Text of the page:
The English also has a habit of ‘dubbing the silences’ where no characters are shown speaking, and where in the Japanese they aren’t speaking at all, even. Sometimes this makes sense, where in one instance Chihiro steps in a puddle of bad luck and forms a symbol with her forefingers and thumbs. In English, another character offscreen tells her to form the symbol because it will help get rid of bad luck, like throwing salt over your shoulder as soon as it spills. Other times, it changes the tone of the entire story. 

While working in the witch Yubaba’s bathhouse, Chihiro goes to visit her pigly parents in the stable. Haku joins her and offscreen warns her that “she’ll be turned into a pig too if she’s caught here.” In Japanese, no such threat is made. Chihiro is free to come and go as she pleases. In English, she is trapped. 

This is perhaps the crux of the matter: the english version is a familiar story to U.S. viewers; a child must use their wits and guile to find a way to escape a dangerous situation. In Japanese, Chihiro can leave at any time: she stays out of loyalty to her family, and determination to rescue them. This distinction changes the view of the entire story and how she handles events that happen around her.

Chihiro doesn’t change much in the story if you’re watching in English. She starts out as a whiny and scared kid, but perhaps grows braver and more determined as she braves the bathhouse and the spirits around telling her how to behave.

In Japanese—she listens. She is still clever, but more than that, she is just learning how to follow rules, and to be polite. When they have a ‘stink spirit’ at the bathhouse, she isn’t blocking it or telling it to leave as other workers and patrons are, she simply does her job and gets an extra strong soap. When a guest starts giving out gold to make people ‘happy’ Chihiro declines it, as she has no use for it. When she finds someone trapped outside in the rain—she invites them in. 

At the end of the film, when Haku is cursed for stealing a golden seal, Chihiro decides to return it and ask that the curse be lifted—because it is the proper thing to do. When she reaches the the witch Zeniba’s house to return the seal, she’s asked if she knows what the seal is. In english she says “yes I do.”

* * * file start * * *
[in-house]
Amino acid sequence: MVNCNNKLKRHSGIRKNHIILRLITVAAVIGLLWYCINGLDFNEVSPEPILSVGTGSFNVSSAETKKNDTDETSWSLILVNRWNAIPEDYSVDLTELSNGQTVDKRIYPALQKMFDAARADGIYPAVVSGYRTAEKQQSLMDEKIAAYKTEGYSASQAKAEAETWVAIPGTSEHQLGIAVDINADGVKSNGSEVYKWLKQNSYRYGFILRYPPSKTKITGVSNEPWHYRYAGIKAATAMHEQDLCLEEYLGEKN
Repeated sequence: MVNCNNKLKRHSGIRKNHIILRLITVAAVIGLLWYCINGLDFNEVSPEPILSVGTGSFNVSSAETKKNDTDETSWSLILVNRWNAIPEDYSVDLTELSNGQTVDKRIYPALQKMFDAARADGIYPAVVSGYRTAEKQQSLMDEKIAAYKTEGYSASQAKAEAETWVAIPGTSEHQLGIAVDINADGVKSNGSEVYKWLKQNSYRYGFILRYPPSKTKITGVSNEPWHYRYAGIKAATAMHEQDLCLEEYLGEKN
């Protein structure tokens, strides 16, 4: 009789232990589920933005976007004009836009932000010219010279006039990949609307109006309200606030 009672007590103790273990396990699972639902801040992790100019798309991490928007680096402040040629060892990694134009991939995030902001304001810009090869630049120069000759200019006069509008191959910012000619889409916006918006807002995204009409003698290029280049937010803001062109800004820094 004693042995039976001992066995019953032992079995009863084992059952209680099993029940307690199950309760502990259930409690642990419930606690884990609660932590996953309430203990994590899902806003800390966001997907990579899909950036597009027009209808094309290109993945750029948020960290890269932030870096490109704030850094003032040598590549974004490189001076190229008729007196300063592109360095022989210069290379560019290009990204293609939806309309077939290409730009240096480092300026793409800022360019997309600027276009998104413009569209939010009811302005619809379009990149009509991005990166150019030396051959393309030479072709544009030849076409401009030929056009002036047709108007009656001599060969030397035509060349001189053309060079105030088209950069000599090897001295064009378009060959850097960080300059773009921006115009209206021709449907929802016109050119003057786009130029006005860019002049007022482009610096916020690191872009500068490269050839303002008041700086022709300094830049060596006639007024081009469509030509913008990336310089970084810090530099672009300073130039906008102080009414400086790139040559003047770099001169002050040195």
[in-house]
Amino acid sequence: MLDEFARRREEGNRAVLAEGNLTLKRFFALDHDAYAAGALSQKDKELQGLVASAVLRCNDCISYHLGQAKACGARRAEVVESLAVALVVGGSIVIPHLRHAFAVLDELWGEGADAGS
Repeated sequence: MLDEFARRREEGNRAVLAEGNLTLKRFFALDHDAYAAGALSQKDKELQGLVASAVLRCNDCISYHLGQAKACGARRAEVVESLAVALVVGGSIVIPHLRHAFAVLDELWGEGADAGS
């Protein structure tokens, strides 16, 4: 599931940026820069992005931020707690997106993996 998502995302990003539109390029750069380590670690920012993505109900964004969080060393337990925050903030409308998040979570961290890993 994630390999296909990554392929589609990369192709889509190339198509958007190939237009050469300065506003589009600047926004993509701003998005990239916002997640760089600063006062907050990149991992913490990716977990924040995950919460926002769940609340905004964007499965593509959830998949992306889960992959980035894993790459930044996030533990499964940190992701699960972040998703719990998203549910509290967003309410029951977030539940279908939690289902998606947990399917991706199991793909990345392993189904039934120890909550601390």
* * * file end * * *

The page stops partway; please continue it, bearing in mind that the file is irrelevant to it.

In Japanese she says, “no, but I know it is important.”

Chihiro in English appears to conquer the spirit world, outwitting or outrunning spirits, until she understands everything well enough to understand the consequences of her actions. In Japanese, Chihiro still does not know everything, but she has learned the rules of politeness and propriety in order to get by. In other words: Chihiro in Japanese has become an adult, while Chihiro in English has become a more wild kid than ever. The movie is essentially the same, but the nuances and changes of dialogue end up making a very different experience depending on which version you watch. 

This is not to say one is better than the other necessarily—I would probably not have understood what was really going on in the Japanese version when I was a kid, but a little wild action kid just doing some stuff in the spirit world did make plenty of sense with the other types of kid’s stories I’d been given.

Now that, like Chihiro, we are adults though, we can make those decision on which version to watch, and which we prefer better, even though we may not understand everything going on all the time right away.

Personally, when it comes to sub vs dub, I recommend trying out both, and seeing how it turns out in the end.